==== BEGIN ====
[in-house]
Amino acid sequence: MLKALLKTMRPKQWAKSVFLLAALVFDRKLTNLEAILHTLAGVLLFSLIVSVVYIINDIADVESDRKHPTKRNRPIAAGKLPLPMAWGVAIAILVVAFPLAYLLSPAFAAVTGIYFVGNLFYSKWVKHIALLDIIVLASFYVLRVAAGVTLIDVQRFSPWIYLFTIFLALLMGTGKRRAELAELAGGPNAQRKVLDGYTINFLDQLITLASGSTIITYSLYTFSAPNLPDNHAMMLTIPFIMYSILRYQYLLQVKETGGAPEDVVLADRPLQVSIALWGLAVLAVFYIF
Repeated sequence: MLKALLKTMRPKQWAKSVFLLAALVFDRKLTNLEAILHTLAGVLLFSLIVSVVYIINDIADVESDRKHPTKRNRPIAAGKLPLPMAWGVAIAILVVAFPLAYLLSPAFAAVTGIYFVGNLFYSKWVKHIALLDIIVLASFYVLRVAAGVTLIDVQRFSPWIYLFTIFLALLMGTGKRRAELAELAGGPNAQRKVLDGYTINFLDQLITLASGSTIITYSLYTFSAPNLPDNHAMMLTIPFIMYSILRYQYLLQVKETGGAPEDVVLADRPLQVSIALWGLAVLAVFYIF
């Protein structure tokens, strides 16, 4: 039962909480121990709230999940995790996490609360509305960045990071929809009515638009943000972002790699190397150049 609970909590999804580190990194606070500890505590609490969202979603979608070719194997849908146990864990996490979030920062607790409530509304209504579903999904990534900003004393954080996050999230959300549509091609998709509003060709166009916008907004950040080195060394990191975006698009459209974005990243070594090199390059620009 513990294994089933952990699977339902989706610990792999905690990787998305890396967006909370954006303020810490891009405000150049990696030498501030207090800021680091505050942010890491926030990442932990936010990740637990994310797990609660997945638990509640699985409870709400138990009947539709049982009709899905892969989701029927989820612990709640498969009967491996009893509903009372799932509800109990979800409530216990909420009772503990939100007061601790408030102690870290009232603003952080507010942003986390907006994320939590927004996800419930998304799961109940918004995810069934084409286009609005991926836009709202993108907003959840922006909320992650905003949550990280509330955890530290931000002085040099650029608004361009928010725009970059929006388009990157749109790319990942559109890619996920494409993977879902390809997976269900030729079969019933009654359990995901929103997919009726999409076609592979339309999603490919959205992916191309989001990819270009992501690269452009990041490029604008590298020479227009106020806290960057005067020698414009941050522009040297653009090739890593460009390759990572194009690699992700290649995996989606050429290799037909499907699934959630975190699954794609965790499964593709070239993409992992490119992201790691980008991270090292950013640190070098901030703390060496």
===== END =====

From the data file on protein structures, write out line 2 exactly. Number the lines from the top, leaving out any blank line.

Amino acid sequence: MLKALLKTMRPKQWAKSVFLLAALVFDRKLTNLEAILHTLAGVLLFSLIVSVVYIINDIADVESDRKHPTKRNRPIAAGKLPLPMAWGVAIAILVVAFPLAYLLSPAFAAVTGIYFVGNLFYSKWVKHIALLDIIVLASFYVLRVAAGVTLIDVQRFSPWIYLFTIFLALLMGTGKRRAELAELAGGPNAQRKVLDGYTINFLDQLITLASGSTIITYSLYTFSAPNLPDNHAMMLTIPFIMYSILRYQYLLQVKETGGAPEDVVLADRPLQVSIALWGLAVLAVFYIF